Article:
I recently read Tony Dungy’s book called Quiet Strength. I always liked Tony Dungy even before reading his book. But now, I have an immense respect for him as a leader and a person. The reason why, in a word, is conviction.
Coach Dungy stayed true to his convictions, his beliefs, through good times and in bad. His courage of conviction inspired success! In his book he wrote, “I think people look more closely at our actions in rough times, when the emotions are raw and our guard is down. That’s when our true character shows and we find out if our faith is real.” This is most certainly true of those in positions of leadership.
A successful CEO I know once told me that he believes our actions define who we are. Very simply, if we say we believe in something, but we don’t demonstrate those beliefs, then we are being dishonest with ourselves and with others, and it’s not who we really are. I think that’s fair and it certainly gave me pause to reflect on my own beliefs and actions.
Do I really demonstrate my convictions?
To answer that question I first had to identify what it is I truly believe in, not just as a leader, but as a person. It was not an easy task, but here’s what I came up with.
- Jesus Christ is my savior and prayer is powerful.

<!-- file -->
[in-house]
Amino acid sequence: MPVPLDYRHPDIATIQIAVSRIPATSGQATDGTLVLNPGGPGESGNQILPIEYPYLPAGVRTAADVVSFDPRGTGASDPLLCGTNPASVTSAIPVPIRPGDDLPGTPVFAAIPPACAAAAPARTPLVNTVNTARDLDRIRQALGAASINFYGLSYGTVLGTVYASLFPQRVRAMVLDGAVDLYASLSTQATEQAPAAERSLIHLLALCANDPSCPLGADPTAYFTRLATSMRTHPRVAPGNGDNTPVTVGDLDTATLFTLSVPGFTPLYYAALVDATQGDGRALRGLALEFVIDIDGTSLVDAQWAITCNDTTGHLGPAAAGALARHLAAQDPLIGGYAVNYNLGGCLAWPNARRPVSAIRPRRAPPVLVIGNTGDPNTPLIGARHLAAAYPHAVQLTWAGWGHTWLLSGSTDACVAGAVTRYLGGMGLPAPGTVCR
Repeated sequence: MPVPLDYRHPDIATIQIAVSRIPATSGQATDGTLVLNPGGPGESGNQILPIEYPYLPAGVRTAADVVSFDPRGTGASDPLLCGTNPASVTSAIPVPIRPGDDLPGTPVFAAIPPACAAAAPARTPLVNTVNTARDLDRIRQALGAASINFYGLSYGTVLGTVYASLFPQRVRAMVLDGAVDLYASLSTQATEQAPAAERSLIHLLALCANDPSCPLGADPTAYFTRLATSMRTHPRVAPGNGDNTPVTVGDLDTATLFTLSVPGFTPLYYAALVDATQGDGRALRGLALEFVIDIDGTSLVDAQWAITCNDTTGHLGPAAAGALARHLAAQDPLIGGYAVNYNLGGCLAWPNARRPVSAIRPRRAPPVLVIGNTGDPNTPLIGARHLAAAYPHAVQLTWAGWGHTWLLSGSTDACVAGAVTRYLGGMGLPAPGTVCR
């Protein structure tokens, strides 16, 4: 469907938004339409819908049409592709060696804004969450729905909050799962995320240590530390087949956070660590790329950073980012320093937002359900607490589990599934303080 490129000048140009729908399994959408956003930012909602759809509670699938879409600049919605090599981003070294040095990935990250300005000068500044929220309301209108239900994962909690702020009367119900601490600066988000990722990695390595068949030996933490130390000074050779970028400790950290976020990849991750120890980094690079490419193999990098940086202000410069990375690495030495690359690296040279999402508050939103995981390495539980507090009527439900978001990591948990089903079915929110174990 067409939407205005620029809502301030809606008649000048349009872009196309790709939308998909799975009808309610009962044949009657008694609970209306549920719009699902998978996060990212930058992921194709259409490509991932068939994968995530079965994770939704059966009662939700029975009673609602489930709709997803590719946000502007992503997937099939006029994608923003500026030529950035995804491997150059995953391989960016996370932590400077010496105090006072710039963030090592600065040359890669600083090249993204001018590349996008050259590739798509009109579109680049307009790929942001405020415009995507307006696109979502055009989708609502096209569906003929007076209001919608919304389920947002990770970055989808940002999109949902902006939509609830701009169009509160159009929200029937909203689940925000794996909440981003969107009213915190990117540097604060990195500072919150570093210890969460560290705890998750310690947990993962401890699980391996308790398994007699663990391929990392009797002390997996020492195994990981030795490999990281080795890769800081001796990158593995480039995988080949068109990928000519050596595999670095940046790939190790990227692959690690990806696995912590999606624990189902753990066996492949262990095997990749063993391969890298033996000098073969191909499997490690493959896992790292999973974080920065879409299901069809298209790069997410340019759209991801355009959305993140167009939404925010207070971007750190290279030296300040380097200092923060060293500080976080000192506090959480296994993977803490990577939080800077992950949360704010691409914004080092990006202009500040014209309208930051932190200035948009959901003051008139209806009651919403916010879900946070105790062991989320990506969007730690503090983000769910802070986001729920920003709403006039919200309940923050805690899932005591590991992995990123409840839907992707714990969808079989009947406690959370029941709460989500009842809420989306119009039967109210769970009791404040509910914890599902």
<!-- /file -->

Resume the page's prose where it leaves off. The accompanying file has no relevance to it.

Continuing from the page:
- Attitude is everything and it can help determine your success or failure.
- Life is the sum of OUR choices. We have the responsibility to own up to those choices and not blame others.
- Happiness is a journey, not a destination, found in the moments of our lives. Observe and cherish the moments.
- Achievement of success, title, rank or fortune, makes me no better than anyone else. We all deserve the same level of respect and opportunity.
- Actions speak louder than words and words should be chosen carefully.
- Authenticity is key to effective relationships – be who you are.
I intend to keep this list handy so I can hold myself accountable to my beliefs, in good times and in bad.
What are your beliefs? Think about your actions. It will help you define your beliefs.
Do you have the courage to demonstrate your convictions when challenged? Keep your list handy.
Are you happy with your list? If not, then change your actions.